The Internal Revenue Service (IRS) announced that it will change several aspects of its employee plans determination letter program, which will take effect for determination letter applications filed on or after February 1, 2012 (for plans assigned to a five-year remedial amendment cycle) or May 1, 2012 (for plans assigned to a six-year remedial amendment cycle). Among the changes made, the IRS has eliminated elective demonstrations regarding coverage and nondiscrimination requirements. Furthermore, only plans that have made limited modifications to a pre-approved volume submitter plan may file the shorter Form 5307. These changes to the determination letter filing procedures will be reflected in Revenue Procedure 2012-6, which will be published on January 3, 2012. This announcement is available here.
The Internal Revenue Service (IRS) issued Notice 2011-97, which includes the 2011 Cumulative List, the list of statutory, regulatory, and guidance changes that the IRS will look for when reviewing individually designed plans submitted for determination letters during the Cycle B submission period, which begins February 1, 2012 and ends January 31, 2013. Notice 2011-97 is available here.
The Internal Revenue Service (IRS) issued Notice 2012-6 which extends until December 31, 2012, the transition relief in Rev. Rul. 2011-1 for transfers from a dually qualified Puerto Rico retirement plan trust to a trust for a plan that is intended to satisfy only the qualification requirements of the Puerto Rico Code. This relief also gives plan sponsors additional time to consider the effect of the changes to the Puerto Rico Code enacted earlier this year. Additionally, the IRS intends to issue guidance in response to comments it received regarding Rev. Rul. 2011-1. This guidance is available here.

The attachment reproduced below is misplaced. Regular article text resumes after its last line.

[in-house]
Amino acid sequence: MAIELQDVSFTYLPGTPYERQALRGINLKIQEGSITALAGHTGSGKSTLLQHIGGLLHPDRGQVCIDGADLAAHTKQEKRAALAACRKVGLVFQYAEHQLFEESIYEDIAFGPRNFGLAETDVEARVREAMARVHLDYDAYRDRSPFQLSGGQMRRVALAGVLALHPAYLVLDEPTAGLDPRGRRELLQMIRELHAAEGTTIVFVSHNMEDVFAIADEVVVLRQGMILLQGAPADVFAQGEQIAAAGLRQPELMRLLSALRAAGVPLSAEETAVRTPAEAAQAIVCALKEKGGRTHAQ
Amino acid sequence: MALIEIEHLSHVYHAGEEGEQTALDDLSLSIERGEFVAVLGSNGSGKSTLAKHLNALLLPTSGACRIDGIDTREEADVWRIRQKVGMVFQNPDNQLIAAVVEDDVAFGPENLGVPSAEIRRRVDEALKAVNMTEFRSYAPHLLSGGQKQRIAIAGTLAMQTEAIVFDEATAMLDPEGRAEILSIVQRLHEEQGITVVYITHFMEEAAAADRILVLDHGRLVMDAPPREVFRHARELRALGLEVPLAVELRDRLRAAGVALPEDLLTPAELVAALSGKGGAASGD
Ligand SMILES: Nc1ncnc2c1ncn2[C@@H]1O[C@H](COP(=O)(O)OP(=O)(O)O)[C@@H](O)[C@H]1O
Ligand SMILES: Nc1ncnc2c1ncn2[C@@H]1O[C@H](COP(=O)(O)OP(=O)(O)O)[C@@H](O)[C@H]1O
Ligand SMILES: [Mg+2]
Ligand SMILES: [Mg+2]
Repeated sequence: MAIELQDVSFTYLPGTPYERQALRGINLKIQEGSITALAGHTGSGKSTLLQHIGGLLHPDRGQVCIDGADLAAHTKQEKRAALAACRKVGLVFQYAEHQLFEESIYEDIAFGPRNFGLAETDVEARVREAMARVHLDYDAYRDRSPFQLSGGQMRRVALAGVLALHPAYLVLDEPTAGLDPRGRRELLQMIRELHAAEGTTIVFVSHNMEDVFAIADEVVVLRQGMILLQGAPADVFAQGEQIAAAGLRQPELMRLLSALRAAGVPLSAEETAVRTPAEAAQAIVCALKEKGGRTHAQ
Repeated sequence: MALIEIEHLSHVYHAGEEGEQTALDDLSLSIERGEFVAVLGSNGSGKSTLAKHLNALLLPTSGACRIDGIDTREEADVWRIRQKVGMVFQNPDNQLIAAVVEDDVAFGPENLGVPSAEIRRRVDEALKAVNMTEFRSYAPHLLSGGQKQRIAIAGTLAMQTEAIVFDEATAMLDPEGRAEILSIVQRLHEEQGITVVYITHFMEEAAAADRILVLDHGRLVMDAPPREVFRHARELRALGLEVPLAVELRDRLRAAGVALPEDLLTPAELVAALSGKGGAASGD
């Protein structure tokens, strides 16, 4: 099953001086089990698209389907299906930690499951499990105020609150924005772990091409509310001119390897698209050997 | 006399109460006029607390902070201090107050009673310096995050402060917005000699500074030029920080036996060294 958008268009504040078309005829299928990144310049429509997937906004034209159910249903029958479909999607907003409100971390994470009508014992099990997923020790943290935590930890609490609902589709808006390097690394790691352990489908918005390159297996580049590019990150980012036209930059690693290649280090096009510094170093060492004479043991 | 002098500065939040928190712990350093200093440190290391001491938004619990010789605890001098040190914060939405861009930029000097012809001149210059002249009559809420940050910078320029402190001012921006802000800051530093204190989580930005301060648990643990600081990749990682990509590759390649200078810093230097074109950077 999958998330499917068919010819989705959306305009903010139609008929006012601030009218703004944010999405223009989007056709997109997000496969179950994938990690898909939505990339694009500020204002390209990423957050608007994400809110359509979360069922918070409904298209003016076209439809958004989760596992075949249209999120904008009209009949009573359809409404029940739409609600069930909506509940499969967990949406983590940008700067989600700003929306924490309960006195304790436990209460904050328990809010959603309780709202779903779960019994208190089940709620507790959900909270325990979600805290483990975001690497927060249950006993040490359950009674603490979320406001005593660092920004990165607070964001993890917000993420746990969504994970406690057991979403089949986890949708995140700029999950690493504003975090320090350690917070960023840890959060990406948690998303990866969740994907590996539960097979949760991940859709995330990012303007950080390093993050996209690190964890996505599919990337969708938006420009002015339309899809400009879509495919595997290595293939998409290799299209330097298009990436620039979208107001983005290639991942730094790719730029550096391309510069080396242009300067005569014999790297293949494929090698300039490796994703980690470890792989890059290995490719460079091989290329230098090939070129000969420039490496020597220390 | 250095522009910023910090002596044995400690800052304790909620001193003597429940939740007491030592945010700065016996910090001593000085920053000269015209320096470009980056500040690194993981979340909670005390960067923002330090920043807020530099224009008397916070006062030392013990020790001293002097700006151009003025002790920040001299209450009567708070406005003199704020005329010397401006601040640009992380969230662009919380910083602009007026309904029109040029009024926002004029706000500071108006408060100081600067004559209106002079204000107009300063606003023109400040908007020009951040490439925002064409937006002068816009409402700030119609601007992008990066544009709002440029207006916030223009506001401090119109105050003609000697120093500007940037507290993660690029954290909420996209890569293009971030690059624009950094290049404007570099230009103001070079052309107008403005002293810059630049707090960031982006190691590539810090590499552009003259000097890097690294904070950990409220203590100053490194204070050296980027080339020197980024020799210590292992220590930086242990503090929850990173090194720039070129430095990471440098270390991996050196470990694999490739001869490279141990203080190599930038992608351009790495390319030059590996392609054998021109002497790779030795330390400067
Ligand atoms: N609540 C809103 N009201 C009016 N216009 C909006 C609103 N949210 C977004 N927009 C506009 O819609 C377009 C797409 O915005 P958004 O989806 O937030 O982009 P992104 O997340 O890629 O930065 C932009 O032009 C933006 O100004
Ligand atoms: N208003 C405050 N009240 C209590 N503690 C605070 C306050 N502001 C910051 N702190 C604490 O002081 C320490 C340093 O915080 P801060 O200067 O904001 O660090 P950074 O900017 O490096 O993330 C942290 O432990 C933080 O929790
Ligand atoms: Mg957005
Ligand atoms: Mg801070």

The Department of Health and Human Services (HHS) outlined its proposal for defining “essential health benefits” which must be provided by group health plans beginning in 2014. The Patient Protection and Affordable Care Act directs the Secretary of HHS to define essential health benefits, but provides that it must at least include ambulatory patient services, emergency services, hospitalization, maternity and newborn care, mental health and substance use disorder services (including behavioral health treatment), prescription drugs, rehabilitative and habilitative services and devices, laboratory services, preventive and wellness services and chronic disease management, and pediatric services (including oral and vision care). Under the HHS proposal, essential health benefits will be defined by a benchmark plan selected by each state. States may choose one of four benchmark plans: one of the three largest small group plans in the state by enrollment, one of the three largest state employee health plans by enrollment, one… Continue Reading